Bill to sync city elections with regular elections would boost turnout

Las Vegas City Hall
Las Vegas City Hall

Moving municipal elections to even-numbered years to match federal and state elections would significantly boost voter turnout and produce higher-quality elected officials, Nevada lawmakers were told Thursday.

Wayne Thorley, the Deputy Secretary of State for Elections, said if the state passed Assembly Bill 50, which was heard during the Assembly Committee on Legislative Operations Elections, it would go into effect in 2022. 

Thorley told lawmakers odd-year elections municipal and local elections has been costly and resulted in low-voter turnout.

Take the 2015, April primary election for the City of Las Vegas. In a city with more than 240,000 registered voters, Mayor Carolyn Goodman won a little more than 20,000 votes — Goodman received more than 50 percent of votes cast, so no general election was held.

In 2017, odd-year elections cost Henderson nearly $600,000, the city of Las Vegas $700,000 and North Las Vegas $317,228.

Groups such as the Latino-outreach organization Mi Familia Vota, the ACLU of Nevada and the League of Women Voters of Nevada support the bill, saying it will get more people to the ballot box.

Beyond costs and low-voter turnout, the measure’s supporters also said current off-year elections result in poor candidates getting elected, as well subjecting voters to even more election fatigue from being  constantly solicited.

The bill’s opponents, which included the City of Henderson and the Nevada League of Cities, argued the bill would infringe on city’s rights. “A local government should have the right to determine its own fate regarding these things,” said Warren Hardy with the Nevada League of Cities.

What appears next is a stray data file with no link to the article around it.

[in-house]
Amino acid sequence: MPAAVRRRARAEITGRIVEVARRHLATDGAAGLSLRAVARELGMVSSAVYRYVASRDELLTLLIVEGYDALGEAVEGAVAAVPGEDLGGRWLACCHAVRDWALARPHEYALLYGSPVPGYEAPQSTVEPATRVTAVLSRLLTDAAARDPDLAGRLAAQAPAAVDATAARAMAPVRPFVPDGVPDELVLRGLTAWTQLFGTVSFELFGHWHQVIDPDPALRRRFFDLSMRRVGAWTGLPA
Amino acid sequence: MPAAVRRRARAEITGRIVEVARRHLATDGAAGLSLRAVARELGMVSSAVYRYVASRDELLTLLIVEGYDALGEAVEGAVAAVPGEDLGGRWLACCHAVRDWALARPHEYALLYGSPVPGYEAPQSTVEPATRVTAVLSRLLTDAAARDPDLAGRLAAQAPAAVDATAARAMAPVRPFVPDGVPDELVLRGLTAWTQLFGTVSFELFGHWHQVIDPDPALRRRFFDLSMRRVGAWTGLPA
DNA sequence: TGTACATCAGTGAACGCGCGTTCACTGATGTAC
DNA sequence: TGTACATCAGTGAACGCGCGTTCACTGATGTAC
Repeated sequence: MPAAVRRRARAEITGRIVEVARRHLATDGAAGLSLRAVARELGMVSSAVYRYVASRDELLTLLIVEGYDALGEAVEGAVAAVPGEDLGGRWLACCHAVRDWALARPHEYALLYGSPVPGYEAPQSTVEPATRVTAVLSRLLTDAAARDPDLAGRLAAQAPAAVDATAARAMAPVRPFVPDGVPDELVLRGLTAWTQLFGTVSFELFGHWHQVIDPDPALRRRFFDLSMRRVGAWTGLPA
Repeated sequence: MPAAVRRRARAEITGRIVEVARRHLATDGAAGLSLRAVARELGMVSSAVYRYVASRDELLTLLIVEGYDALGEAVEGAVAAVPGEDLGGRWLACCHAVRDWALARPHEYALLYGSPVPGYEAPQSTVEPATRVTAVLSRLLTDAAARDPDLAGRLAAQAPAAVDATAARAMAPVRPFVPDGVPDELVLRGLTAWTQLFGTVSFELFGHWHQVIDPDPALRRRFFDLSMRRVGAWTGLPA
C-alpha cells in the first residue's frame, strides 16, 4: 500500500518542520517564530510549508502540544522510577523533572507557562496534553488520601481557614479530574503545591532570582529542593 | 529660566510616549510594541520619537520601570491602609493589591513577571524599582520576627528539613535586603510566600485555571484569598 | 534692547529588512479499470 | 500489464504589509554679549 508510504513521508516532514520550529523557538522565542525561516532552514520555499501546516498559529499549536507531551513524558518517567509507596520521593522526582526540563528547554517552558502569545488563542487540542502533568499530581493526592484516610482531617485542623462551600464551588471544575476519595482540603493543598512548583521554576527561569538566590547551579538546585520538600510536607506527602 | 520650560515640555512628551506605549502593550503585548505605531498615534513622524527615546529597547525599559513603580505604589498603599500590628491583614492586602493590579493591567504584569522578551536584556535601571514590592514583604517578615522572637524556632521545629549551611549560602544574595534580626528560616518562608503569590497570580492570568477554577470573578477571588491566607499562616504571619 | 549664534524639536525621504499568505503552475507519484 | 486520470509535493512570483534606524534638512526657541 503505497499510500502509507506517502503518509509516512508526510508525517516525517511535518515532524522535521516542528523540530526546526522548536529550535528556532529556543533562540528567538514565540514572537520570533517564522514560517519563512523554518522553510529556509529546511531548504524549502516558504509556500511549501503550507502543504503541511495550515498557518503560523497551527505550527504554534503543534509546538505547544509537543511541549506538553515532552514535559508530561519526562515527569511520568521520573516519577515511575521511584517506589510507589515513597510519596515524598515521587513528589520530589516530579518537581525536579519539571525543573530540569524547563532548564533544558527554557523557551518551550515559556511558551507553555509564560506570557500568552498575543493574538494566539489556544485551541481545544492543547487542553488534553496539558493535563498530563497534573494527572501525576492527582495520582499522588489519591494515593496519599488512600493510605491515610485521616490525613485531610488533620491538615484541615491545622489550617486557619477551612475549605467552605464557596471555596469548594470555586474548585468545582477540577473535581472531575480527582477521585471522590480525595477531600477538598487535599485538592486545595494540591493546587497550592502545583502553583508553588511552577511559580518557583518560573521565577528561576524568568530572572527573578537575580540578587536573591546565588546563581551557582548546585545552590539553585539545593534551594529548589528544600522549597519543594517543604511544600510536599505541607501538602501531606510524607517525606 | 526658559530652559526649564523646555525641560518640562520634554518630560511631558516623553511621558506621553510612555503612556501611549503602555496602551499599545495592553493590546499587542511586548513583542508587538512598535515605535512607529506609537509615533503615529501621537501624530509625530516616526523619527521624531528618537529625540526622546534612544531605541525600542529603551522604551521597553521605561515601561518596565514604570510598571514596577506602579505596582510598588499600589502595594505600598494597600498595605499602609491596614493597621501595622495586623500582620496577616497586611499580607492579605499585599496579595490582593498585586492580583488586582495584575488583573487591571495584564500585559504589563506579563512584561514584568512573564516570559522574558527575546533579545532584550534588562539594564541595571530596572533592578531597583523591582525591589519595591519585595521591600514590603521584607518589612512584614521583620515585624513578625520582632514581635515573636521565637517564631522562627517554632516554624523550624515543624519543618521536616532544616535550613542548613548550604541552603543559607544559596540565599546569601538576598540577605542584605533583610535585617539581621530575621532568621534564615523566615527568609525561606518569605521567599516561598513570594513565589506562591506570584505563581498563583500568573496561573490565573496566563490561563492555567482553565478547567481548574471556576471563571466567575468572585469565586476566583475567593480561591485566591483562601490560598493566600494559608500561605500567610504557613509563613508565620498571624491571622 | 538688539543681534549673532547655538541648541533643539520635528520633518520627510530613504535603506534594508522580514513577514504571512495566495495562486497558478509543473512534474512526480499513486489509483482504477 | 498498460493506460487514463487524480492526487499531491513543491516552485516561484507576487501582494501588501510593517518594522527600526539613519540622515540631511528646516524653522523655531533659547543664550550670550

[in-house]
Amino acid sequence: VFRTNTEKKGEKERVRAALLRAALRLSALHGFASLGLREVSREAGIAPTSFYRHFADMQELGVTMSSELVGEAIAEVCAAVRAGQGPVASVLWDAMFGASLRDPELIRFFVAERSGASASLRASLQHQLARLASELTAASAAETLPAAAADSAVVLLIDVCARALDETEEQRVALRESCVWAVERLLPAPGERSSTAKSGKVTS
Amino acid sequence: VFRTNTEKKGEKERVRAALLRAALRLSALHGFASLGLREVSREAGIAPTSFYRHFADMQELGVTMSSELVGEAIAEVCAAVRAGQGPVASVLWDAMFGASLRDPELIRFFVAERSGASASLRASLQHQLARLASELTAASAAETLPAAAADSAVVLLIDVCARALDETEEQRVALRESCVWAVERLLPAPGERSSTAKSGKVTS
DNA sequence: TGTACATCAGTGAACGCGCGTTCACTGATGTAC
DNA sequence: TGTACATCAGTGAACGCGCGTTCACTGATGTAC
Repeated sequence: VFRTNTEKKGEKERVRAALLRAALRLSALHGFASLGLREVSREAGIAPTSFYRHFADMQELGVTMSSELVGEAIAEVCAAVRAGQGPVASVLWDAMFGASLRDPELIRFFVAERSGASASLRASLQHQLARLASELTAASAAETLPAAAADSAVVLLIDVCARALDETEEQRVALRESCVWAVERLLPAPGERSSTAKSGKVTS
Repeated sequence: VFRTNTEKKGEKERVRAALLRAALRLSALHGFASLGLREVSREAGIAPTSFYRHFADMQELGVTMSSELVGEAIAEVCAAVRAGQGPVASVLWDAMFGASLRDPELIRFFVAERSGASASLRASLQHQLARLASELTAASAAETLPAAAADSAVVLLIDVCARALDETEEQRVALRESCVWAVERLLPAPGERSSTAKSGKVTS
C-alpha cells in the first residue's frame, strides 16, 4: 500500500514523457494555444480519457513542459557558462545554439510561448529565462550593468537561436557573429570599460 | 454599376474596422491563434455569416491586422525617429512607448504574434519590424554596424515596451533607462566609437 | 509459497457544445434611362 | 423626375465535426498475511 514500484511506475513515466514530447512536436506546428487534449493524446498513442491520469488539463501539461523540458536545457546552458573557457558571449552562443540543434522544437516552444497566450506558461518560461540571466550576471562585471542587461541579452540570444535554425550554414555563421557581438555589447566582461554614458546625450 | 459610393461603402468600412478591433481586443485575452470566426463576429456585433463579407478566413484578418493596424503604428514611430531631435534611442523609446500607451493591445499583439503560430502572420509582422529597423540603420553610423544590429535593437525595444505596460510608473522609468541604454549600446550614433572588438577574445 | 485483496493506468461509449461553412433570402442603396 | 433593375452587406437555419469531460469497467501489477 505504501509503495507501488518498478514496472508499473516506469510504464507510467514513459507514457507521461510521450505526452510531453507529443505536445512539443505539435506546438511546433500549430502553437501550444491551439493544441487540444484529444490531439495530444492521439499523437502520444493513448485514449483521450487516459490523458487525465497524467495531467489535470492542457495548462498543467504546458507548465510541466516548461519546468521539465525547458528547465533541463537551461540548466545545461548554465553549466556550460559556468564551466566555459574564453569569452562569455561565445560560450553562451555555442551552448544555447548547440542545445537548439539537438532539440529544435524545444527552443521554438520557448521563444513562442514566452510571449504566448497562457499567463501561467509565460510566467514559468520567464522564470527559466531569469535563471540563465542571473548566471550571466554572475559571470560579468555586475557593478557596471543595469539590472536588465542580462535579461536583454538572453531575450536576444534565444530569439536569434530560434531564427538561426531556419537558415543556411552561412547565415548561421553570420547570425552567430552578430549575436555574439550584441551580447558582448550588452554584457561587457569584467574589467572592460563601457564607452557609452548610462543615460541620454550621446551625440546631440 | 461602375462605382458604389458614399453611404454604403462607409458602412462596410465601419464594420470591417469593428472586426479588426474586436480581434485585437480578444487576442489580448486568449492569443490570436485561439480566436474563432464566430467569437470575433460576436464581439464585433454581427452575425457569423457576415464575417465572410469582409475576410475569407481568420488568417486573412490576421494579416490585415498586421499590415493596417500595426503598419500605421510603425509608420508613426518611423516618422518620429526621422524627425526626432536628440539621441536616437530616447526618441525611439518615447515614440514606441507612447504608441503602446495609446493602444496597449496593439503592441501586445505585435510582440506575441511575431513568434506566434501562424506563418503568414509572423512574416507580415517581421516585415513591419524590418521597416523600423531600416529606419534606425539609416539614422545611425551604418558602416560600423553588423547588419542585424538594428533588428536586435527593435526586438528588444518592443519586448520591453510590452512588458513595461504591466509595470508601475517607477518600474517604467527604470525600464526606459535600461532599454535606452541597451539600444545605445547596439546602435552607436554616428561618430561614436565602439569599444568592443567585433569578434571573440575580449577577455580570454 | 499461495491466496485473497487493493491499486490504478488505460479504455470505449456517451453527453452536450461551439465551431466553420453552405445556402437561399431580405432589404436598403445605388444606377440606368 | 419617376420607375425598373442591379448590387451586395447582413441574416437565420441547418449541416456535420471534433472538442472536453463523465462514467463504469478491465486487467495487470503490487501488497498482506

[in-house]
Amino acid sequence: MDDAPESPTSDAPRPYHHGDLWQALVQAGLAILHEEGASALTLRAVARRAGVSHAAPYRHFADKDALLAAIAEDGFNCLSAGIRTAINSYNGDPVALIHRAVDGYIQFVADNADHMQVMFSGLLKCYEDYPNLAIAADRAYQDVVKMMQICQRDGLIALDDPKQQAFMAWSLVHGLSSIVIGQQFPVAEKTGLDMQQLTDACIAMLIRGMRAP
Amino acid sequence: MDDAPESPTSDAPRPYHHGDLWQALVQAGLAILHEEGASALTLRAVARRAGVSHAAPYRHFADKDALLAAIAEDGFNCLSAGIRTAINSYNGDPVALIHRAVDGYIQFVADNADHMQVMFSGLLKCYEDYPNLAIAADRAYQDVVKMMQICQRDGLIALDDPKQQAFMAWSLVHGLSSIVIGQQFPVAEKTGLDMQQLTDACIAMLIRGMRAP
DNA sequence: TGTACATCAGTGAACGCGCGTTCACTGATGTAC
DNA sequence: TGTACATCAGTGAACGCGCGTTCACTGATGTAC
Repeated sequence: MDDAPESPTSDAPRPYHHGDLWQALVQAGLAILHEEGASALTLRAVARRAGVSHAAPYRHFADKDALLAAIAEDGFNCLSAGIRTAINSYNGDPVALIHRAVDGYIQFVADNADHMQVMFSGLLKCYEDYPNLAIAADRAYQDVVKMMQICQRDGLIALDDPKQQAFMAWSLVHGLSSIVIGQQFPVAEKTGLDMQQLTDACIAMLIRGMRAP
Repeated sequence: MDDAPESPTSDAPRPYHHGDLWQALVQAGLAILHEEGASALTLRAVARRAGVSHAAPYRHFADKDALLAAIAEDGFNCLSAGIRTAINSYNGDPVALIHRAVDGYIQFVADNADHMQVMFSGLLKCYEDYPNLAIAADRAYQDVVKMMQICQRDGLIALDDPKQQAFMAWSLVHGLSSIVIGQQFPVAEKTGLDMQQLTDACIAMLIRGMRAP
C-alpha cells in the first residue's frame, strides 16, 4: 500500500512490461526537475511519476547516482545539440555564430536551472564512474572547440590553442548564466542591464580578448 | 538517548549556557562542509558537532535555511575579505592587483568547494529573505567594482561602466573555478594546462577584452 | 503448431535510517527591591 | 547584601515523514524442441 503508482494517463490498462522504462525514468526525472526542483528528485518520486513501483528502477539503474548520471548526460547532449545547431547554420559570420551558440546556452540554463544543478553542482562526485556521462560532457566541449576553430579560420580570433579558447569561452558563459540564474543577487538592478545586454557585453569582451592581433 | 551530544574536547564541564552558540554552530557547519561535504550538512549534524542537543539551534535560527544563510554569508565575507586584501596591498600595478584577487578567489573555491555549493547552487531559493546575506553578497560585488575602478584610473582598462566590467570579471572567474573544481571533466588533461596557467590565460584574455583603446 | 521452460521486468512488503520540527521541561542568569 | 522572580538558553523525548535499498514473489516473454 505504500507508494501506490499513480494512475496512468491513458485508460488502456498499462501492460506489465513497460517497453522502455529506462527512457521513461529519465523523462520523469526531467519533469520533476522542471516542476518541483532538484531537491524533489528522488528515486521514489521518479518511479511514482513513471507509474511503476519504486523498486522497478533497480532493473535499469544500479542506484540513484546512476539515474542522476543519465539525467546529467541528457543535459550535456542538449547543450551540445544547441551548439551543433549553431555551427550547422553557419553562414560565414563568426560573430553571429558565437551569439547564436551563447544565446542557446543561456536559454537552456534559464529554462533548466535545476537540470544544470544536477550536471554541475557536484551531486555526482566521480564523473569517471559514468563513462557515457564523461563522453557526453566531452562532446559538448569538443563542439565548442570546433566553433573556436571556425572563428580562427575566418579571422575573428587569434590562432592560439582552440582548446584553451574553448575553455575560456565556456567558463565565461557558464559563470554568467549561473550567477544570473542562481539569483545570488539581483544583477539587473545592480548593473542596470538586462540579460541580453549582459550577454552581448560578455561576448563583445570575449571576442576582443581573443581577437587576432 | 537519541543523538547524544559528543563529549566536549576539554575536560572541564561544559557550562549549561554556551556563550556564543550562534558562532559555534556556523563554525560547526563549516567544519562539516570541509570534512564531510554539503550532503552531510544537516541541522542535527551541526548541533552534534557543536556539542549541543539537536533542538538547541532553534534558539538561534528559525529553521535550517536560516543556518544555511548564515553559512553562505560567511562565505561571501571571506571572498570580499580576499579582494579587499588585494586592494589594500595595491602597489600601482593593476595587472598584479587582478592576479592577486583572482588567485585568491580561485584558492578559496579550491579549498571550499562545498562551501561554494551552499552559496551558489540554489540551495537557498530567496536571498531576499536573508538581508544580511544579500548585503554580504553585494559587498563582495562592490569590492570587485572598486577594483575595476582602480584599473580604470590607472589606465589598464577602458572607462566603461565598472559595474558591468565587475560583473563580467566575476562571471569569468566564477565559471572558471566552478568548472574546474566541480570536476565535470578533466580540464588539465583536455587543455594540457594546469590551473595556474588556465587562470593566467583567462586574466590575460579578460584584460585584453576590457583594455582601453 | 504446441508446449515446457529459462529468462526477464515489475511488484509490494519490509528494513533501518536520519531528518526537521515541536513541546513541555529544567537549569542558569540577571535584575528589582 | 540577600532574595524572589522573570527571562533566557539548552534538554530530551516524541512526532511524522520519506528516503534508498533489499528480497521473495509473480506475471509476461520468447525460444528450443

Others said if an incumbent lost their re-election bid in November — or in June if they win the primary outright — it would create a lame duck period before the new candidate took office in January. They worried that could open the door where an official could make poor policy choices or even seek retribution while still in office.

As a consequence of playing with the election dates — if the bill passes — certain elected officials in various cities would have lengthened periods in office until the new election date takes effect in 2022. In the upcoming elections for Las Vegas, North Las Vegas and Henderson, city council and mayor candidates who win would serve longer periods. That’s the same for officials who were elected in 2015 and 2017 as well as municipal judges elected in 2015 — each term would be lengthened a year and a half.

“This is my concern,” said Assemblywoman Brittney Miller. “Seven-and-a-half years (for a judge) is very long and a 5-and-a-half-year council seat is quite long as well.”

Michael Lyle
Michael Lyle (MJ to some) has been a journalist in Las Vegas for eight years.  He started his career at View Neighborhood News, the community edition of the Las Vegas Review-Journal. During his seven years with the R-J, he won several first place awards from the Nevada Press Association and was named its 2011 Journalist of Merit. He left the paper in 2017 and spent a year as a freelance journalist accumulating bylines anywhere from The Washington Post to Desert Companion. While he covers a range of topics from homelessness to the criminal justice system, he gravitates toward stories about race relations and LGBTQ issues. Born and mostly raised in Las Vegas, Lyle graduated from UNLV with a degree in Journalism and Media Studies. He is currently working on his master's in Communications through an online program at Syracuse University. In his spare time, Lyle cooks through Ina Garten recipes in hopes of one day becoming the successor to the Barefoot Contessa throne. When he isn’t cooking (or eating), he also enjoys reading, running and re-watching episodes of “Parks and Recreation.” He is also in the process of learning kickboxing.


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